I'm going to assume that wget starts off with a file filled with zeros and begins filling it with data.

If the download is interrupted, how does wget know where it left off? Looking at the zeros doesn't help because it could very well be part of the data ...

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    "I'm going to assume that wget starts off with a file filled with zeros" Why would you assume that? – muru Jan 27 '20 at 9:32
  • I never considered this issue deeply. The more interesting question is: when it resumes a download, how does wget verify that the part it already has is still valid? The file on the server may have been updated in the meantime, so it has to guard against having a result that joins sections of two different versions. In fact, it also has to guard against the server file being updated during a download -- it may have to restart multiple times. Checksums and Cookies seem appropriate. – Paul_Pedant Jan 27 '20 at 9:45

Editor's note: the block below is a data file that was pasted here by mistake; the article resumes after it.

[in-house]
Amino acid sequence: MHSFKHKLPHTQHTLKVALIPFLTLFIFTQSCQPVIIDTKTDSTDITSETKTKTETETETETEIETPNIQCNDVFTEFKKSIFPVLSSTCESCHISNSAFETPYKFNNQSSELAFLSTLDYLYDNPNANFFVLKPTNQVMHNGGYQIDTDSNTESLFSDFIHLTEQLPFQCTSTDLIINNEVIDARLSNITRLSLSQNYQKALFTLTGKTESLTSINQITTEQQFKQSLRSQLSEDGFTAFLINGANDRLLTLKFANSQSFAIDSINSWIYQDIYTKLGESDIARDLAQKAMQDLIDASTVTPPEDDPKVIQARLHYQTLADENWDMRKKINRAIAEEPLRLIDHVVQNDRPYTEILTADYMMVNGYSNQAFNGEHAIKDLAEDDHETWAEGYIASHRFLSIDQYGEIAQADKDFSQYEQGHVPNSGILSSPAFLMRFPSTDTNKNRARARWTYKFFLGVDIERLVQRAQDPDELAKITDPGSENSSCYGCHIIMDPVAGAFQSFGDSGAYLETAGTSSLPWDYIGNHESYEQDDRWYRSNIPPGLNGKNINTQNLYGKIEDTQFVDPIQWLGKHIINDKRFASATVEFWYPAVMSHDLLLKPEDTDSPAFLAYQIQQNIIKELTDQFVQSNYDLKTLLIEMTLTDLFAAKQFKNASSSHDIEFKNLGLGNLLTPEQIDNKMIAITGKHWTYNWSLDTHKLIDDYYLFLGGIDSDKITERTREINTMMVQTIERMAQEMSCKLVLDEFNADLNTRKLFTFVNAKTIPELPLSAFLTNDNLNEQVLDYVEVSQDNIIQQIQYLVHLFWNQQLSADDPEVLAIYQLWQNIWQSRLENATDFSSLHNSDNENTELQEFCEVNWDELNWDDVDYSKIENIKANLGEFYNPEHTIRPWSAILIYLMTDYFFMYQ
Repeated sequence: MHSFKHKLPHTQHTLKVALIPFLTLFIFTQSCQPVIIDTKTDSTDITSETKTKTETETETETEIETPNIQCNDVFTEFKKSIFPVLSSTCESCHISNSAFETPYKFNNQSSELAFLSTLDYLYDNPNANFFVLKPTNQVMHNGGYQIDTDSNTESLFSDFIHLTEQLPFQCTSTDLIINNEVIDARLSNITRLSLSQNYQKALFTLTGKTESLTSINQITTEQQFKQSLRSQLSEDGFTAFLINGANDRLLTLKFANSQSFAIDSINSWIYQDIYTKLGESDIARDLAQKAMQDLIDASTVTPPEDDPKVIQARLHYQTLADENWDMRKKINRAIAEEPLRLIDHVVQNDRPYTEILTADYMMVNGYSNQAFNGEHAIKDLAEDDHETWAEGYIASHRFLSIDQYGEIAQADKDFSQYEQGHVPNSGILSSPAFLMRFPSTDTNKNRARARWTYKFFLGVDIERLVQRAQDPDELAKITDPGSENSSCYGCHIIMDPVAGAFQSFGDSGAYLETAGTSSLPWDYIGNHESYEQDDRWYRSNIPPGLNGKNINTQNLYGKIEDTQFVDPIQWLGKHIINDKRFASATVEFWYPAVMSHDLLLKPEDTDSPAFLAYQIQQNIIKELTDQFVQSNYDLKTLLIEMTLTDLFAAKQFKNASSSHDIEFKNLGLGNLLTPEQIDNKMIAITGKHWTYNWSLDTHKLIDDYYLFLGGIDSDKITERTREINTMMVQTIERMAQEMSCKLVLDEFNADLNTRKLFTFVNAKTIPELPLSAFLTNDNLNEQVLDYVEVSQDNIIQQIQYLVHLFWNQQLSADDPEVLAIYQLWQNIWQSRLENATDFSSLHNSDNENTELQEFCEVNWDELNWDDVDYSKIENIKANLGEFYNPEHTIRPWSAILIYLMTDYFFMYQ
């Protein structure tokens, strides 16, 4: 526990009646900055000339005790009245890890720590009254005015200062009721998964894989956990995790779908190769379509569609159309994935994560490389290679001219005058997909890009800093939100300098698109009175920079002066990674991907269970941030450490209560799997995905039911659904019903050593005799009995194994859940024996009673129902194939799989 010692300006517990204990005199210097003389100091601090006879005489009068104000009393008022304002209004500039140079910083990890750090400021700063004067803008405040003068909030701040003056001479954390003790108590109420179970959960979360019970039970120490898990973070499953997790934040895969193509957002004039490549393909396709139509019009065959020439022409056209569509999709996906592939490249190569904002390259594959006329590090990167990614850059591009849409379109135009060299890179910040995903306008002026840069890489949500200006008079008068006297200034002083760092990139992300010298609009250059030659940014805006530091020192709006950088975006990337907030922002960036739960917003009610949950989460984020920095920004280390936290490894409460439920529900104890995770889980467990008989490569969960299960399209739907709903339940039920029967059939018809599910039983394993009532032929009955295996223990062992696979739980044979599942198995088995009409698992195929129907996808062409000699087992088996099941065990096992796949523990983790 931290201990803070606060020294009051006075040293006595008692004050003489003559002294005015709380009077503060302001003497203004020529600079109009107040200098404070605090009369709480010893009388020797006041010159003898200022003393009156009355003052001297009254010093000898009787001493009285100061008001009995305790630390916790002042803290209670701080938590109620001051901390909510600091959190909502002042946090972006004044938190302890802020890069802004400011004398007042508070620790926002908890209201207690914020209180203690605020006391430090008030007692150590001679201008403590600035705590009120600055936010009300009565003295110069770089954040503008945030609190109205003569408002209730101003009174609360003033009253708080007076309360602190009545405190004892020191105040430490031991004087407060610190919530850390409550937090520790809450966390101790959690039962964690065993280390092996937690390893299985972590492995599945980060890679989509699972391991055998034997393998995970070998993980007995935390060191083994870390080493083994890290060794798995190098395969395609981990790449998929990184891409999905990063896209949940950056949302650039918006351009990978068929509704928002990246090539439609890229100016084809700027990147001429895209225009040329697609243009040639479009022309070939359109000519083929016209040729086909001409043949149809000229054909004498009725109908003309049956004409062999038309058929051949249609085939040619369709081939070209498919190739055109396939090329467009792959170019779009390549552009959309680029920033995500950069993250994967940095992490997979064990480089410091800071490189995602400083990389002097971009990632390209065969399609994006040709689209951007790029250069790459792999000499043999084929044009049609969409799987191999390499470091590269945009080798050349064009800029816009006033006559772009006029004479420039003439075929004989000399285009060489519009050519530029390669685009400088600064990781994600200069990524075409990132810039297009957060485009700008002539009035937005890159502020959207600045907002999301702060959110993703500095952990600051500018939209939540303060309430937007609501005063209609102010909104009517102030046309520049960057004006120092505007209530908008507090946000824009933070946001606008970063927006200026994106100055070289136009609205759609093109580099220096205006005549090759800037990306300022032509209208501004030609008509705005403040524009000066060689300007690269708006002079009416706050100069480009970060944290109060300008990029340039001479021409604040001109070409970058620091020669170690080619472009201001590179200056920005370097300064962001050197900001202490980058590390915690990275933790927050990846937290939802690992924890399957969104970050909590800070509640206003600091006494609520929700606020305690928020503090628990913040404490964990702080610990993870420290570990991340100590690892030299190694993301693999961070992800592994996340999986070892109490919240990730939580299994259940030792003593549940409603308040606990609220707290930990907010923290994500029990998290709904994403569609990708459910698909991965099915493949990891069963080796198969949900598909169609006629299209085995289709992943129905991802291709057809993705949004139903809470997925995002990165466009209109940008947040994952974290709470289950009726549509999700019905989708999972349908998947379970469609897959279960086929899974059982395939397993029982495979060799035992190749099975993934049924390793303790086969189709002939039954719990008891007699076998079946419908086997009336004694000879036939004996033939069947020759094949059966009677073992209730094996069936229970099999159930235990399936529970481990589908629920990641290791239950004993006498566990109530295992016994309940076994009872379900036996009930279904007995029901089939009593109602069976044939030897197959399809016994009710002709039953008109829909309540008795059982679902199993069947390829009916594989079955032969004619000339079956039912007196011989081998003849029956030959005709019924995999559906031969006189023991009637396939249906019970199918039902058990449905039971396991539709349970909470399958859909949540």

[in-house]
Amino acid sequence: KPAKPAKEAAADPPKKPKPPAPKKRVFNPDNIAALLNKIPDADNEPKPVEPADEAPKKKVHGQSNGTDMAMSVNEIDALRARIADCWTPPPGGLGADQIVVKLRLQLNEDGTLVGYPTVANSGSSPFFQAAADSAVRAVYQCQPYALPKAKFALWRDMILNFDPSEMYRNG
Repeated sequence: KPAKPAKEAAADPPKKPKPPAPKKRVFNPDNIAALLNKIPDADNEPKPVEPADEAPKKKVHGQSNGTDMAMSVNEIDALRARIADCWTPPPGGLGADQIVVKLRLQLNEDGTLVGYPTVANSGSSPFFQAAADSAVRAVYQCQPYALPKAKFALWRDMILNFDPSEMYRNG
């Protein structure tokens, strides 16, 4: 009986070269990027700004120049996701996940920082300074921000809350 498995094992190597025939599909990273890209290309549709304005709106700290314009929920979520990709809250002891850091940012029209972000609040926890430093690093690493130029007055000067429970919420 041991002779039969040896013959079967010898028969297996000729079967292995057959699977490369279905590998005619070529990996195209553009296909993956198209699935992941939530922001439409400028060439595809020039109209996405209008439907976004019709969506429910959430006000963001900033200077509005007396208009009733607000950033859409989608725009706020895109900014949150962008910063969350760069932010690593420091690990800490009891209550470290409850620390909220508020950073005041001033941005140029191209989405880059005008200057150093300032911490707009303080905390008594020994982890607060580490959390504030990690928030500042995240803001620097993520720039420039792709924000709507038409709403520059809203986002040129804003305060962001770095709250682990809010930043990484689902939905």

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    @Paul_Pedant wget doesn't seem to verify anything when resuming (and probably can't – there's no metadata/progress file, like aria2c has). It seems to behave like curl – try to resume (server dependant) from byte position <size of saved part>, if the requested file is smaller than the saved one it says "there is nothing to do". It's completely possible to "resume" a download with a completely different file and it just gets appended to the existing part, resulting in a partial/corrupt file. – user391836 Jan 27 '20 at 13:26
  • Oh dear. Given that wget can be retrieving a dynamically-constructed file anyway, that is both understandable and worrying. – Paul_Pedant Jan 27 '20 at 16:25
  • @muru oops, i now remember watching the file size expand as wget finishes the download, my bad – A Curious Child Jan 30 '20 at 11:41

From man wget:



Continue getting a partially-downloaded file. This is useful when you want to finish up a download started by a previous instance of Wget, or by another program. For instance:

wget -c ftp://sunsite.doc.ic.ac.uk/ls-lR.Z

If there is a file named ls-lR.Z in the current directory, Wget will assume that it is the first portion of the remote file, and will ask the server to continue the retrieval from an offset equal to the length of the local file.

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